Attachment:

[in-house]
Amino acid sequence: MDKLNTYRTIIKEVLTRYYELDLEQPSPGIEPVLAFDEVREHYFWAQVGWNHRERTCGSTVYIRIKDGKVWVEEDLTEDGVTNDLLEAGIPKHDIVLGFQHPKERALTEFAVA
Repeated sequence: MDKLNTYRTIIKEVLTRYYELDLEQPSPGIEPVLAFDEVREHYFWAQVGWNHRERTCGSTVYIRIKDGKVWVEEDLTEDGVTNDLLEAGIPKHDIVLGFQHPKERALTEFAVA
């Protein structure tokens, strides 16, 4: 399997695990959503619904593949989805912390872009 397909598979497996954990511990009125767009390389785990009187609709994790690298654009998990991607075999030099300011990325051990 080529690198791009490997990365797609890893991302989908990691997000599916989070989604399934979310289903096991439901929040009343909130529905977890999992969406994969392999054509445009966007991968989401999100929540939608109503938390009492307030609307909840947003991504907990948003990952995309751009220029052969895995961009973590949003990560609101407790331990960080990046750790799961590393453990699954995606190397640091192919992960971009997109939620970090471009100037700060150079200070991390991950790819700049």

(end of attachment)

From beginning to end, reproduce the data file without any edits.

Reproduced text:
[in-house]
Amino acid sequence: MDKLNTYRTIIKEVLTRYYELDLEQPSPGIEPVLAFDEVREHYFWAQVGWNHRERTCGSTVYIRIKDGKVWVEEDLTEDGVTNDLLEAGIPKHDIVLGFQHPKERALTEFAVA
Repeated sequence: MDKLNTYRTIIKEVLTRYYELDLEQPSPGIEPVLAFDEVREHYFWAQVGWNHRERTCGSTVYIRIKDGKVWVEEDLTEDGVTNDLLEAGIPKHDIVLGFQHPKERALTEFAVA
């Protein structure tokens, strides 16, 4: 399997695990959503619904593949989805912390872009 397909598979497996954990511990009125767009390389785990009187609709994790690298654009998990991607075999030099300011990325051990 080529690198791009490997990365797609890893991302989908990691997000599916989070989604399934979310289903096991439901929040009343909130529905977890999992969406994969392999054509445009966007991968989401999100929540939608109503938390009492307030609307909840947003991504907990948003990952995309751009220029052969895995961009973590949003990560609101407790331990960080990046750790799961590393453990699954995606190397640091192919992960971009997109939620970090471009100037700060150079200070991390991950790819700049």